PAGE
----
This book evolved over the years from the lectures I have given and give to my students at the Department of Economics in Copenhagen. I have, however, attempted to write a book for a wider audience who are searching for a very concise introduction to European economic history which is in tune with recent research. I make use of a few basic and simple economic tools which turn out to be very effective in the interpretation of history. The book offers a panoramic view rather than close-ups. However, the analytical framework will be useful in further studies of the specialized literature. For readers with little background knowledge in economics I provide a glossary defining key concepts, which are marked in bold, for example barter. Economic ideas demanding more attention are explained in the text or in appendices.
This is a work of synthesis, but it attempts to give challenging and new insights. I am indebted to generations of economic historians as well as to a great many of my contemporaries. That normally shows itself in endless footnotes, which not only interrupt the narrative flow but also drown the general historical trends amidst all the details. Instead, I have chosen to end each chapter with a selective list of references which is also a suggestion for further reading. Authors I am particularly influenced by are referred to in the main text.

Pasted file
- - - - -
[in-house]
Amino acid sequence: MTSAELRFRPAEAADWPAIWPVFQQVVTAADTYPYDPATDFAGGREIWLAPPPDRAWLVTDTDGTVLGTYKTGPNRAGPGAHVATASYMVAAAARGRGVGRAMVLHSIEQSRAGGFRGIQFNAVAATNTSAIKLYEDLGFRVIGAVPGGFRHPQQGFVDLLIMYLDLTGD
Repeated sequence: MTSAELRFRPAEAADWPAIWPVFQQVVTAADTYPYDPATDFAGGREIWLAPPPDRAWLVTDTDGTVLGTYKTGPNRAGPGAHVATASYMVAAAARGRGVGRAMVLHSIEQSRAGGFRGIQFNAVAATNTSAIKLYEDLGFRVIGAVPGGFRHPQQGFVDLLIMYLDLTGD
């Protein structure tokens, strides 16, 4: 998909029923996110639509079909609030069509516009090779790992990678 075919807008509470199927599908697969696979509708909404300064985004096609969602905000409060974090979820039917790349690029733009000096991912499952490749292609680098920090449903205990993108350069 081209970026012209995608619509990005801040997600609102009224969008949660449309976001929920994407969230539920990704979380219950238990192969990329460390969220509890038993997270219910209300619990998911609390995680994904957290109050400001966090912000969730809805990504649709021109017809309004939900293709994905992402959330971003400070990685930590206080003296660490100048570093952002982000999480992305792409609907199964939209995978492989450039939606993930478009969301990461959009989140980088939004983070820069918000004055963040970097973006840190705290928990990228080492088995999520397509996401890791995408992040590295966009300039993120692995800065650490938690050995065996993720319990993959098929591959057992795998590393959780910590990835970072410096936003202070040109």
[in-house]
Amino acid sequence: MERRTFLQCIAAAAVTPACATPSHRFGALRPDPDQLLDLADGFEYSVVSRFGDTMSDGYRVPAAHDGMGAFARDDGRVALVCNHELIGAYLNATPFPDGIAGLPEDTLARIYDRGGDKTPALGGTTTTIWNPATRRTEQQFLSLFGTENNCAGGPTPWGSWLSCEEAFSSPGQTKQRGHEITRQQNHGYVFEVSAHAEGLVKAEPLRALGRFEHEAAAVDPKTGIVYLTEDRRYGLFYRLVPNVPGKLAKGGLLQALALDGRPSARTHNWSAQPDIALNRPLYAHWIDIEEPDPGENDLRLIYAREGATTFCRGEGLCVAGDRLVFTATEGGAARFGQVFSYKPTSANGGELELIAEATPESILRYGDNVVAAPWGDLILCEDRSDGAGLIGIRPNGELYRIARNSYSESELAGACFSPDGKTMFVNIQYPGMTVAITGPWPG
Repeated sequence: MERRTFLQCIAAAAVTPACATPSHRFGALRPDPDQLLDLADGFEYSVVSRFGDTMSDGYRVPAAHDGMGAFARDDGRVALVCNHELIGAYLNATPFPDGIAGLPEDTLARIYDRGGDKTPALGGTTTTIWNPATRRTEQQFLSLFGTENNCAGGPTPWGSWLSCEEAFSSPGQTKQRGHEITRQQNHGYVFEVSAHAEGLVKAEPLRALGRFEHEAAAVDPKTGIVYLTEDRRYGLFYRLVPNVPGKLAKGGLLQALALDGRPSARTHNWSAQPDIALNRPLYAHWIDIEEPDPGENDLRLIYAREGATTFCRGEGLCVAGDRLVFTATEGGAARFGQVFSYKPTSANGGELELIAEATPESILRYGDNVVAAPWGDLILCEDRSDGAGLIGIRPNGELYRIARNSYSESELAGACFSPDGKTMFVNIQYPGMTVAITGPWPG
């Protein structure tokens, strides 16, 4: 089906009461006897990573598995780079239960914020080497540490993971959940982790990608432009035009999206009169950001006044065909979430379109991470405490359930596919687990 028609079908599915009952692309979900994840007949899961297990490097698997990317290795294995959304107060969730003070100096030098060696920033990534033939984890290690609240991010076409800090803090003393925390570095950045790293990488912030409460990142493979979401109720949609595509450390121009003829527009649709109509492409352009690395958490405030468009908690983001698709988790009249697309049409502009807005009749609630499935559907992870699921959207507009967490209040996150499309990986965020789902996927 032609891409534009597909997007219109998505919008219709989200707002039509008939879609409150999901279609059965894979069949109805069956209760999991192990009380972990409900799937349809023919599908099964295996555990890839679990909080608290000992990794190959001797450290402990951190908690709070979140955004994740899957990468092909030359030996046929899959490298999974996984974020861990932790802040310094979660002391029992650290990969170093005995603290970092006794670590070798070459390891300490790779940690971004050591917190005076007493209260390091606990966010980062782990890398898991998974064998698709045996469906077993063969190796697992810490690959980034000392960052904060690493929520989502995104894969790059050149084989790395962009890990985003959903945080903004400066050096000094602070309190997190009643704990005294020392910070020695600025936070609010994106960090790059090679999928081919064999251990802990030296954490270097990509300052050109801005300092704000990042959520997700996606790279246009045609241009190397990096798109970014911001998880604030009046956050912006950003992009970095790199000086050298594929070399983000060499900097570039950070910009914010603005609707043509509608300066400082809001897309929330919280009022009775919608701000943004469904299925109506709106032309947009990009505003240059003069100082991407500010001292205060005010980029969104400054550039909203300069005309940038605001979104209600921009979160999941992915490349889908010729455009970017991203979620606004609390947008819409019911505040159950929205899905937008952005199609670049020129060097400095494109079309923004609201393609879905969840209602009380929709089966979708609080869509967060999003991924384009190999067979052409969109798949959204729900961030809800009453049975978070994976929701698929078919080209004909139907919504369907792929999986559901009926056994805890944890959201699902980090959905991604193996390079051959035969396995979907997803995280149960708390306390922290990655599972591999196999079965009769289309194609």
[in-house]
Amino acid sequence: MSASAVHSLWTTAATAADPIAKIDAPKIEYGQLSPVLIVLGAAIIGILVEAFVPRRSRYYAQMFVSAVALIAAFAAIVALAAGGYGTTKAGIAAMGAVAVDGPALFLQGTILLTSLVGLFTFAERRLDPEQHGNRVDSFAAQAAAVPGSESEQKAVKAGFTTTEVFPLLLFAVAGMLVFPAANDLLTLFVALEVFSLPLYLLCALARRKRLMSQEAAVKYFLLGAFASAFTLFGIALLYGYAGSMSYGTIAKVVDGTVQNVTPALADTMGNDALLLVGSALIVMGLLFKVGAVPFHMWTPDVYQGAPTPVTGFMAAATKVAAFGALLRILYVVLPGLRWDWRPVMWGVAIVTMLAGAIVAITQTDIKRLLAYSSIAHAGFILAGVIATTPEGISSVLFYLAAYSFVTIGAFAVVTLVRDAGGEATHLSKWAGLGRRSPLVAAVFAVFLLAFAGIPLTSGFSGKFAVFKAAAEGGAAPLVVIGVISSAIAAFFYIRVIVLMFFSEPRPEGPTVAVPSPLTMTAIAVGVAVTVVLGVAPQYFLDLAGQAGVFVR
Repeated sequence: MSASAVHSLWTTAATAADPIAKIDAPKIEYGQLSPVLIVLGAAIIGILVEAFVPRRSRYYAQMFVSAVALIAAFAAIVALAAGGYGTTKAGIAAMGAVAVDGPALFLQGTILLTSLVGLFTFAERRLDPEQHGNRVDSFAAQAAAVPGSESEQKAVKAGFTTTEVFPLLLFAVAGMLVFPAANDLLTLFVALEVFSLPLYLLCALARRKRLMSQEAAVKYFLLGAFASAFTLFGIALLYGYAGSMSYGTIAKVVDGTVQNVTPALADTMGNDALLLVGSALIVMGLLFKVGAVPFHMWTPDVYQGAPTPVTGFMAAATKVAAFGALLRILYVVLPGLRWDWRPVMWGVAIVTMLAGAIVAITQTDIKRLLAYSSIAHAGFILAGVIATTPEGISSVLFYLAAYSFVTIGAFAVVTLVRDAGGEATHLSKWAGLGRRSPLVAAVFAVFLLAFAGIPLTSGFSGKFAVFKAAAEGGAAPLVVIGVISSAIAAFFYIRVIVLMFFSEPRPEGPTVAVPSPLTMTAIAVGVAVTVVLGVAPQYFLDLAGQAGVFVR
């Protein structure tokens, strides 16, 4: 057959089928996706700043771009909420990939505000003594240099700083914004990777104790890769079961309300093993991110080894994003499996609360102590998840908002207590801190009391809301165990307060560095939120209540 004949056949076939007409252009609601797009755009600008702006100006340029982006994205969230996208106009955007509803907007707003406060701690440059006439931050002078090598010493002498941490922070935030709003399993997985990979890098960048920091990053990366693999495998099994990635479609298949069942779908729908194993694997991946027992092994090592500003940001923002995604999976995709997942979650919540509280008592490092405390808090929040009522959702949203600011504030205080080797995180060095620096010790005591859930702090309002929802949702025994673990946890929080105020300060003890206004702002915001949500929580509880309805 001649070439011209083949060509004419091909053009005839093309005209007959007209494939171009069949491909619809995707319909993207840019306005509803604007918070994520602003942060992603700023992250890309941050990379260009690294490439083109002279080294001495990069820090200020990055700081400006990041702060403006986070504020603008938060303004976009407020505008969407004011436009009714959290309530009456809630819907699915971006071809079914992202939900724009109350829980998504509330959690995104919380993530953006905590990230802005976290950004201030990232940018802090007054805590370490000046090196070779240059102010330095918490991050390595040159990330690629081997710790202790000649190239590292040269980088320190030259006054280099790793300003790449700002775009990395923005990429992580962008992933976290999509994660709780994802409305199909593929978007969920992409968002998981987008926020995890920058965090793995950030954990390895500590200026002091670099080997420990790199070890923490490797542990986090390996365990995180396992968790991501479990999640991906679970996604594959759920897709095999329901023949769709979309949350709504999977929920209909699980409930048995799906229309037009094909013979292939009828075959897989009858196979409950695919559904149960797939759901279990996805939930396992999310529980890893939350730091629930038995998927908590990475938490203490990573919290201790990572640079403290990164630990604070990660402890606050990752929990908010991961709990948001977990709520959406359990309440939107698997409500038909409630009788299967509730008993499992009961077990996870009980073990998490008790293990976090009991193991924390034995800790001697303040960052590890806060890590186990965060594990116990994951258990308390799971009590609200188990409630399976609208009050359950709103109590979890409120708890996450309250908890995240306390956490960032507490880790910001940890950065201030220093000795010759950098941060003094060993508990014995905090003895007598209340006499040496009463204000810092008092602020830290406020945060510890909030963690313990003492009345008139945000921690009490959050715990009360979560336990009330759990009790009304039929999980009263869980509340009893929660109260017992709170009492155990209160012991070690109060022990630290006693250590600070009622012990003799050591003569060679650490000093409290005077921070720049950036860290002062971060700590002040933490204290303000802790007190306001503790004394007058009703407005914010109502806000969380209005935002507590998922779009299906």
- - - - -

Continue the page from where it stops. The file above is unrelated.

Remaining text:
A large number of colleagues have guided me. Cormac Ó Gráda has as usual been a very stimulating critic and Paul Sharp has not only saved me from embarrassing grammatical errors but is also the co-author of two chapters. I would also like to thank Carl-Johan Dalgaard, Bodil Ejrnæs, Giovanni Federico, Christian Groth, Tim Guinnane, Ingrid Henriksen, Derek Keene, Markus Lampe, Barbro Nedstam and Jacob Weisdorf for helpful comments and suggestions.
Mette Bjarnholt was my research assistant during the initial phase of the project and Marc Klemp and Mekdim D. Regassa in the final stage and they have all been enthusiastic and good to have around.